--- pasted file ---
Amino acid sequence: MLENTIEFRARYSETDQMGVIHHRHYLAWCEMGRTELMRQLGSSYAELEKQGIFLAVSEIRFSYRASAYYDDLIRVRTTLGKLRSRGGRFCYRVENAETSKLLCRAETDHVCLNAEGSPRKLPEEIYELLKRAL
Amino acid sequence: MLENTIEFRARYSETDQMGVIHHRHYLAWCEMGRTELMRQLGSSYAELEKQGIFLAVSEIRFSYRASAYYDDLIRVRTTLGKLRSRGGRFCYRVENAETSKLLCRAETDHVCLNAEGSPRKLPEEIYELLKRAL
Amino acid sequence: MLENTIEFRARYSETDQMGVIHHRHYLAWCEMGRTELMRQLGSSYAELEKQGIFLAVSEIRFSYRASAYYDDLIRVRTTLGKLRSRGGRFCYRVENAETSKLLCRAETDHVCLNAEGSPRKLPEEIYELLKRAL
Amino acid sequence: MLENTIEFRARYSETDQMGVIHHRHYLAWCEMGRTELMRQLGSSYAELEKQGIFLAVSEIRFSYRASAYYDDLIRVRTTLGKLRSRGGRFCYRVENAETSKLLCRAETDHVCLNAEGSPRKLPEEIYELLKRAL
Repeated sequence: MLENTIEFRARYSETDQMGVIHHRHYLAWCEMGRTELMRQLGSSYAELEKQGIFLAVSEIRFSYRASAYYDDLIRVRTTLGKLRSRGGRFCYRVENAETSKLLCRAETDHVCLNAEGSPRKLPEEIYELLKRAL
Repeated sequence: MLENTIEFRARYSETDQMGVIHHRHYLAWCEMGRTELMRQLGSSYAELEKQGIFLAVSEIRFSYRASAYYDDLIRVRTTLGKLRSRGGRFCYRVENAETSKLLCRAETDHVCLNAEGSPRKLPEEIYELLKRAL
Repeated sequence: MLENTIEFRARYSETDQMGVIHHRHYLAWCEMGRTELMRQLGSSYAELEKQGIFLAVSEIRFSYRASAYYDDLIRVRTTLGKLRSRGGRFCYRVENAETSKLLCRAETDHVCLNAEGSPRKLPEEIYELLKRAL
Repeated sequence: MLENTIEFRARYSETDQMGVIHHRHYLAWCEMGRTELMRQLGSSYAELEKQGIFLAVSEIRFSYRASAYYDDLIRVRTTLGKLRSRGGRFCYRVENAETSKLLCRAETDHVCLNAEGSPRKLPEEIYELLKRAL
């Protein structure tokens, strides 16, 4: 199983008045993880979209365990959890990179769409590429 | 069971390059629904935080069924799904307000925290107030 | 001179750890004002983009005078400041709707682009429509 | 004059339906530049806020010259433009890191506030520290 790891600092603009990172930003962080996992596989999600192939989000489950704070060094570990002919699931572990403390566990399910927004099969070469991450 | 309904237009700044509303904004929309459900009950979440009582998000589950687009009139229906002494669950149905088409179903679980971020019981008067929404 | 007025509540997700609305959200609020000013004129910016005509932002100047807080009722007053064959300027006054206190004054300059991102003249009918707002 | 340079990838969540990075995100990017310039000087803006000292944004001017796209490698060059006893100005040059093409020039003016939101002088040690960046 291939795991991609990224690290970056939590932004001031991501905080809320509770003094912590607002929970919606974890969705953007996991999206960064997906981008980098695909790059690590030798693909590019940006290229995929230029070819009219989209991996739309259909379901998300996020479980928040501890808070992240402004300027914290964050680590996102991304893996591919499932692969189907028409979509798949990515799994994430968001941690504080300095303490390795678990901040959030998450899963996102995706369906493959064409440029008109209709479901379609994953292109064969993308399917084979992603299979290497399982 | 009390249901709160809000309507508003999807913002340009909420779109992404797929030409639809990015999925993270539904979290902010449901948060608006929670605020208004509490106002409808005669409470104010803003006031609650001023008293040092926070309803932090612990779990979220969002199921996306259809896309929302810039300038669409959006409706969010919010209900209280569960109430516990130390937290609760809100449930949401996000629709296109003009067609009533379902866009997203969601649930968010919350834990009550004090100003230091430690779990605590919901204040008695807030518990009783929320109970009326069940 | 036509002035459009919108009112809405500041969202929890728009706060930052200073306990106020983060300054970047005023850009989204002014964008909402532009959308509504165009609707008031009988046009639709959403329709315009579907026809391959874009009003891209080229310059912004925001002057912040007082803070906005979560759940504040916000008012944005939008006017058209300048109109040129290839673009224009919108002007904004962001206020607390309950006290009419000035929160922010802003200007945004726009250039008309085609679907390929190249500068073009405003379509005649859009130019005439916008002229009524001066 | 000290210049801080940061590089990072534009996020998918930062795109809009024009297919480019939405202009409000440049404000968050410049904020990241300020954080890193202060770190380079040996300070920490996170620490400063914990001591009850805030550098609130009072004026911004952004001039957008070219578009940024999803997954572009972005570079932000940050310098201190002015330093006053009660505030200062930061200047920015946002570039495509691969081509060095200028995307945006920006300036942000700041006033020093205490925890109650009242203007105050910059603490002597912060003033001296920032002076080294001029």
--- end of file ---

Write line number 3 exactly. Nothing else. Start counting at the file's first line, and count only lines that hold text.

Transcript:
Amino acid sequence: MLENTIEFRARYSETDQMGVIHHRHYLAWCEMGRTELMRQLGSSYAELEKQGIFLAVSEIRFSYRASAYYDDLIRVRTTLGKLRSRGGRFCYRVENAETSKLLCRAETDHVCLNAEGSPRKLPEEIYELLKRAL